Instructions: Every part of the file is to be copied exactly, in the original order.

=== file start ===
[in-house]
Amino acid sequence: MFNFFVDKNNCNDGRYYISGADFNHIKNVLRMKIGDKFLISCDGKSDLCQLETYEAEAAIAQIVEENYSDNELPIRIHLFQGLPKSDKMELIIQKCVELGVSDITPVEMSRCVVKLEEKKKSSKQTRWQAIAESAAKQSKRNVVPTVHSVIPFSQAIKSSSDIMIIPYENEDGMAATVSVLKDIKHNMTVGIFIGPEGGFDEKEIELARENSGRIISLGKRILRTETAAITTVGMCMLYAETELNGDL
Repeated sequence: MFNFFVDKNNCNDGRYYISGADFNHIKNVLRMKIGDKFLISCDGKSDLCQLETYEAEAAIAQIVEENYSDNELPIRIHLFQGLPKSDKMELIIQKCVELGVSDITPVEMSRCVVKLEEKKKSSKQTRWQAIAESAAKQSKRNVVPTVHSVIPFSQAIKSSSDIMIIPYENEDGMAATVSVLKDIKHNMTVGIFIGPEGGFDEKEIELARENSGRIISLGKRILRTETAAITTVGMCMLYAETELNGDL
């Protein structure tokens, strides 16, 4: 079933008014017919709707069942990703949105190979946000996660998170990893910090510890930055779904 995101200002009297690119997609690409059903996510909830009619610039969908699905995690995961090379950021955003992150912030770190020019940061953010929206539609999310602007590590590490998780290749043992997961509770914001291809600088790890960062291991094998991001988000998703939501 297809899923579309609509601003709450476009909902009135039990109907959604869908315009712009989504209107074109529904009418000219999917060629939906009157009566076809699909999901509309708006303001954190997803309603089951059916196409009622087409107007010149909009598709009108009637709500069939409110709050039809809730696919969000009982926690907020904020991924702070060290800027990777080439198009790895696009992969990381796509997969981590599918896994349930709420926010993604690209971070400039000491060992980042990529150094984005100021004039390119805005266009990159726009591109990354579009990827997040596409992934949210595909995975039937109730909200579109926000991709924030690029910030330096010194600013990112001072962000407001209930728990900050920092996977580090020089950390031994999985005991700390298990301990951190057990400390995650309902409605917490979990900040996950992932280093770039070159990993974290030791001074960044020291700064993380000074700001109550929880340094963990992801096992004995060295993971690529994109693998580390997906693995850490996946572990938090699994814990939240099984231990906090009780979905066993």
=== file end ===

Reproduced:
[in-house]
Amino acid sequence: MFNFFVDKNNCNDGRYYISGADFNHIKNVLRMKIGDKFLISCDGKSDLCQLETYEAEAAIAQIVEENYSDNELPIRIHLFQGLPKSDKMELIIQKCVELGVSDITPVEMSRCVVKLEEKKKSSKQTRWQAIAESAAKQSKRNVVPTVHSVIPFSQAIKSSSDIMIIPYENEDGMAATVSVLKDIKHNMTVGIFIGPEGGFDEKEIELARENSGRIISLGKRILRTETAAITTVGMCMLYAETELNGDL
Repeated sequence: MFNFFVDKNNCNDGRYYISGADFNHIKNVLRMKIGDKFLISCDGKSDLCQLETYEAEAAIAQIVEENYSDNELPIRIHLFQGLPKSDKMELIIQKCVELGVSDITPVEMSRCVVKLEEKKKSSKQTRWQAIAESAAKQSKRNVVPTVHSVIPFSQAIKSSSDIMIIPYENEDGMAATVSVLKDIKHNMTVGIFIGPEGGFDEKEIELARENSGRIISLGKRILRTETAAITTVGMCMLYAETELNGDL
């Protein structure tokens, strides 16, 4: 079933008014017919709707069942990703949105190979946000996660998170990893910090510890930055779904 995101200002009297690119997609690409059903996510909830009619610039969908699905995690995961090379950021955003992150912030770190020019940061953010929206539609999310602007590590590490998780290749043992997961509770914001291809600088790890960062291991094998991001988000998703939501 297809899923579309609509601003709450476009909902009135039990109907959604869908315009712009989504209107074109529904009418000219999917060629939906009157009566076809699909999901509309708006303001954190997803309603089951059916196409009622087409107007010149909009598709009108009637709500069939409110709050039809809730696919969000009982926690907020904020991924702070060290800027990777080439198009790895696009992969990381796509997969981590599918896994349930709420926010993604690209971070400039000491060992980042990529150094984005100021004039390119805005266009990159726009591109990354579009990827997040596409992934949210595909995975039937109730909200579109926000991709924030690029910030330096010194600013990112001072962000407001209930728990900050920092996977580090020089950390031994999985005991700390298990301990951190057990400390995650309902409605917490979990900040996950992932280093770039070159990993974290030791001074960044020291700064993380000074700001109550929880340094963990992801096992004995060295993971690529994109693998580390997906693995850490996946572990938090699994814990939240099984231990906090009780979905066993």